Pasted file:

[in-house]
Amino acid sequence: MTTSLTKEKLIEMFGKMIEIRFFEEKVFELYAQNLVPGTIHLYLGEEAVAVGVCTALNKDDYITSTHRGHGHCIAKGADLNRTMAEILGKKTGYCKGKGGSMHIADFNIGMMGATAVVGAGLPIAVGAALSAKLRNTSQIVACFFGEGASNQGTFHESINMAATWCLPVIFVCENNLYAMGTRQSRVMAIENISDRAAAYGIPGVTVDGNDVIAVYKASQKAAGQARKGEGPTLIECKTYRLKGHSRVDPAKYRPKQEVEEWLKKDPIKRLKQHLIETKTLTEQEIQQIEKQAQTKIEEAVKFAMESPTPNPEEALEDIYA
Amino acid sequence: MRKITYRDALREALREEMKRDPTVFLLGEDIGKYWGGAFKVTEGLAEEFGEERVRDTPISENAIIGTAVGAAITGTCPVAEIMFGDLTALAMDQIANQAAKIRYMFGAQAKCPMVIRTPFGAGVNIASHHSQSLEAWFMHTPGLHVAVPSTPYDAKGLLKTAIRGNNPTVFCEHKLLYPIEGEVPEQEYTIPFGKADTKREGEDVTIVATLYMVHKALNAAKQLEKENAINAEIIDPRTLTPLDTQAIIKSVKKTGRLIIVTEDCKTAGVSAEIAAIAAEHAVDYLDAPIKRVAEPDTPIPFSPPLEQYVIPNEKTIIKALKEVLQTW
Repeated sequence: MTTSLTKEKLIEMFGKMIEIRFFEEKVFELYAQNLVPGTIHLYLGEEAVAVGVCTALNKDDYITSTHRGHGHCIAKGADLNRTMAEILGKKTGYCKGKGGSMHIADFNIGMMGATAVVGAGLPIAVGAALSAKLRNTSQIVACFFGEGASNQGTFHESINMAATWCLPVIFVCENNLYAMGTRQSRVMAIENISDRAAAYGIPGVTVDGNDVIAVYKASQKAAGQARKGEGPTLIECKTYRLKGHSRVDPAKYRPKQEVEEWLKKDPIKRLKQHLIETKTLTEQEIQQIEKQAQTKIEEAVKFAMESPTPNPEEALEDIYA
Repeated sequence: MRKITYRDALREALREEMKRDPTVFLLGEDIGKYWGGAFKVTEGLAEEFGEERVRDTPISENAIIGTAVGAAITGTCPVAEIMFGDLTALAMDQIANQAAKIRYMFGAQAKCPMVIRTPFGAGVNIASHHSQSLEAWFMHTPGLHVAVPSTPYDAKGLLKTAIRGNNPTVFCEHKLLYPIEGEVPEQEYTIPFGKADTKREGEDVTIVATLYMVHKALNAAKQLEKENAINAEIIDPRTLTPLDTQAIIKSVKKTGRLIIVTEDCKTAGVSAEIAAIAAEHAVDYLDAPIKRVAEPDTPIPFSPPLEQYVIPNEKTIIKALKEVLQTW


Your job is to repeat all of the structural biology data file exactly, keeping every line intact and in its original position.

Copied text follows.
[in-house]
Amino acid sequence: MTTSLTKEKLIEMFGKMIEIRFFEEKVFELYAQNLVPGTIHLYLGEEAVAVGVCTALNKDDYITSTHRGHGHCIAKGADLNRTMAEILGKKTGYCKGKGGSMHIADFNIGMMGATAVVGAGLPIAVGAALSAKLRNTSQIVACFFGEGASNQGTFHESINMAATWCLPVIFVCENNLYAMGTRQSRVMAIENISDRAAAYGIPGVTVDGNDVIAVYKASQKAAGQARKGEGPTLIECKTYRLKGHSRVDPAKYRPKQEVEEWLKKDPIKRLKQHLIETKTLTEQEIQQIEKQAQTKIEEAVKFAMESPTPNPEEALEDIYA
Amino acid sequence: MRKITYRDALREALREEMKRDPTVFLLGEDIGKYWGGAFKVTEGLAEEFGEERVRDTPISENAIIGTAVGAAITGTCPVAEIMFGDLTALAMDQIANQAAKIRYMFGAQAKCPMVIRTPFGAGVNIASHHSQSLEAWFMHTPGLHVAVPSTPYDAKGLLKTAIRGNNPTVFCEHKLLYPIEGEVPEQEYTIPFGKADTKREGEDVTIVATLYMVHKALNAAKQLEKENAINAEIIDPRTLTPLDTQAIIKSVKKTGRLIIVTEDCKTAGVSAEIAAIAAEHAVDYLDAPIKRVAEPDTPIPFSPPLEQYVIPNEKTIIKALKEVLQTW
Repeated sequence: MTTSLTKEKLIEMFGKMIEIRFFEEKVFELYAQNLVPGTIHLYLGEEAVAVGVCTALNKDDYITSTHRGHGHCIAKGADLNRTMAEILGKKTGYCKGKGGSMHIADFNIGMMGATAVVGAGLPIAVGAALSAKLRNTSQIVACFFGEGASNQGTFHESINMAATWCLPVIFVCENNLYAMGTRQSRVMAIENISDRAAAYGIPGVTVDGNDVIAVYKASQKAAGQARKGEGPTLIECKTYRLKGHSRVDPAKYRPKQEVEEWLKKDPIKRLKQHLIETKTLTEQEIQQIEKQAQTKIEEAVKFAMESPTPNPEEALEDIYA
Repeated sequence: MRKITYRDALREALREEMKRDPTVFLLGEDIGKYWGGAFKVTEGLAEEFGEERVRDTPISENAIIGTAVGAAITGTCPVAEIMFGDLTALAMDQIANQAAKIRYMFGAQAKCPMVIRTPFGAGVNIASHHSQSLEAWFMHTPGLHVAVPSTPYDAKGLLKTAIRGNNPTVFCEHKLLYPIEGEVPEQEYTIPFGKADTKREGEDVTIVATLYMVHKALNAAKQLEKENAINAEIIDPRTLTPLDTQAIIKSVKKTGRLIIVTEDCKTAGVSAEIAAIAAEHAVDYLDAPIKRVAEPDTPIPFSPPLEQYVIPNEKTIIKALKEVLQTW